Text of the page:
Processing Data of Non-Members – SNS providers may not use independently gathered information to create profiles for those who are not members of the service.

 

Third Party Access – When SNS providers offer additional applications on their service by third parties, or make their service available on third party hardware (mobile phones) or software (outside websites), they should ensure that the third parties only have access to necessary personal data and provide a mechanism whereby users can report concerns about applications.

 

Legal Grounds for Direct Marketing – Marketing activity by SNS providers is permissible, but it must comply with the Data Protection and ePrivacy Directives.

 

Retention of Data – Personal data of users should not be kept after their accounts are deleted.  When a user is inactive for a period of time, his profile should become invisible to the outside world and eventually the user should be notified that the data will be deleted.

 

Respecting the Rights of Users – Members and non-members whose information is processed by an SNS should have rights to access, correct, and delete their data. Further, because data is not to exceed the purposes for which it is being collected, SNS providers should consider giving users the choice of using pseudonyms in place of their real names.

 

Protecting Children – SNS providers should be especially attentive to protecting the data of minors. The Working Party recommends not asking minors for sensitive data in subscription forms, not directly marketing to minors, ensuring the prior consent of parents before subscribing, having suitable degrees of separation between communities of children and adults, and providing adequate age verification software.

 

Users of social networking sites are considered data subjects rather than data controllers, so they are generally exempt from the above responsibilities. However, this is not always the case. When a user processes personal data for more than purely personal or household activity, he or she is no longer covered by the so-called “household exemption” that excepts him or her from the Directive’s mandates. Examples of non-personal activity are using the SNS on behalf of a company or association, using the SNS mainly as a platform to advance commercial, political, or charitable goals, or having a high number of contacts, some of whom he may not actually know. When this occurs, the user assumes the full responsibilities of a data controller.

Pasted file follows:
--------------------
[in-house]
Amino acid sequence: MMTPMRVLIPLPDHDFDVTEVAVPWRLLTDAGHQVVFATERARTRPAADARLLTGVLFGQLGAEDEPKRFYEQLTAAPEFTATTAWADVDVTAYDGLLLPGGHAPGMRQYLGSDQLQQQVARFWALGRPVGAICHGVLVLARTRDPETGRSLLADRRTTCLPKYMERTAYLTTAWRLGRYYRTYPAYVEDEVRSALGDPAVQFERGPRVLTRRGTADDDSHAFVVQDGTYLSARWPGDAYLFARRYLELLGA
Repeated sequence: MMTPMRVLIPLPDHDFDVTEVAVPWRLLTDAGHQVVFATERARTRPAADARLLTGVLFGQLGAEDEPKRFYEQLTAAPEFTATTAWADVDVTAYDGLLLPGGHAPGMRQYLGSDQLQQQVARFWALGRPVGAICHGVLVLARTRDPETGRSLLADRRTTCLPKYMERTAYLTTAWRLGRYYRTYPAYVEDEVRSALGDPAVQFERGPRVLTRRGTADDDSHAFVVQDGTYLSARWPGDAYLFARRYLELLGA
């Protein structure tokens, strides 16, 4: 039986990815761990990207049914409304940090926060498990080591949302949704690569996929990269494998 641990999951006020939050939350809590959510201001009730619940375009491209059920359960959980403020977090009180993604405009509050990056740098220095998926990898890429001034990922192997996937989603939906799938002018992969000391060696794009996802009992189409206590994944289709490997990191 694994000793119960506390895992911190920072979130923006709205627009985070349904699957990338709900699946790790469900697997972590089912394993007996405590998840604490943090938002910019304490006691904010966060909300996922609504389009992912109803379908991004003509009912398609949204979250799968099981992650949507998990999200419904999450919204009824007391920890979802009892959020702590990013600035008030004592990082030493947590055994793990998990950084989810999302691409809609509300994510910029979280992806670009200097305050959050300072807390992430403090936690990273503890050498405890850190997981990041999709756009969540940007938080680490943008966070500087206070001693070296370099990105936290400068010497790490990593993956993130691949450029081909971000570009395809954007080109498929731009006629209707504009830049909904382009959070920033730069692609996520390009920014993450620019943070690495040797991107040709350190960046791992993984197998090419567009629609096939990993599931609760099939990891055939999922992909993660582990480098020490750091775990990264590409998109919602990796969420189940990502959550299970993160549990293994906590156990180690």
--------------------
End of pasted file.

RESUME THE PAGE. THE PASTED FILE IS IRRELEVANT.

It should be kept in mind that companies that do not operate an SNS may still governed by the Directive merely by virtue of using the service. Where the company is collecting personal information (e.g. through applications or otherwise), it should take heed of the foregoing recommendations, such as getting consent from parties before publishing their personal information and images, only using necessary personal data, deleting personal information after an account has been removed, and having a mechanism users can employ to voice privacy concerns about the application.

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Author: ABA Antitrust

Learn more about the ABA Section of Antitrust Law: http://ambar.org/antitrust